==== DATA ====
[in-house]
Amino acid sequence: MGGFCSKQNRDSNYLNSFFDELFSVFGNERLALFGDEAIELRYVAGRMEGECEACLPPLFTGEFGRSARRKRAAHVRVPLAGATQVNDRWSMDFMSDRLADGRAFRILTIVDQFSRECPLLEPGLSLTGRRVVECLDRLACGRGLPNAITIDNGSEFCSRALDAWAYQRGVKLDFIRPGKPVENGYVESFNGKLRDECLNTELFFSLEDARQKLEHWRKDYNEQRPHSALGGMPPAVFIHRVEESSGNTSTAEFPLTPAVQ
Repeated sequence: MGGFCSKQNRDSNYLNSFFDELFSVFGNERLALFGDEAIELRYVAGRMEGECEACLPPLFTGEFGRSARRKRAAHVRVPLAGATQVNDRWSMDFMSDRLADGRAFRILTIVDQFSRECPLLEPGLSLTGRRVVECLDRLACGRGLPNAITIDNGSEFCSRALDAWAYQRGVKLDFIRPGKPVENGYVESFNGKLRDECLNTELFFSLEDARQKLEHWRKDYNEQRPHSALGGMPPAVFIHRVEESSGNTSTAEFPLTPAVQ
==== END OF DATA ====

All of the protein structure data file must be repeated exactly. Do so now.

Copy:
[in-house]
Amino acid sequence: MGGFCSKQNRDSNYLNSFFDELFSVFGNERLALFGDEAIELRYVAGRMEGECEACLPPLFTGEFGRSARRKRAAHVRVPLAGATQVNDRWSMDFMSDRLADGRAFRILTIVDQFSRECPLLEPGLSLTGRRVVECLDRLACGRGLPNAITIDNGSEFCSRALDAWAYQRGVKLDFIRPGKPVENGYVESFNGKLRDECLNTELFFSLEDARQKLEHWRKDYNEQRPHSALGGMPPAVFIHRVEESSGNTSTAEFPLTPAVQ
Repeated sequence: MGGFCSKQNRDSNYLNSFFDELFSVFGNERLALFGDEAIELRYVAGRMEGECEACLPPLFTGEFGRSARRKRAAHVRVPLAGATQVNDRWSMDFMSDRLADGRAFRILTIVDQFSRECPLLEPGLSLTGRRVVECLDRLACGRGLPNAITIDNGSEFCSRALDAWAYQRGVKLDFIRPGKPVENGYVESFNGKLRDECLNTELFFSLEDARQKLEHWRKDYNEQRPHSALGGMPPAVFIHRVEESSGNTSTAEFPLTPAVQ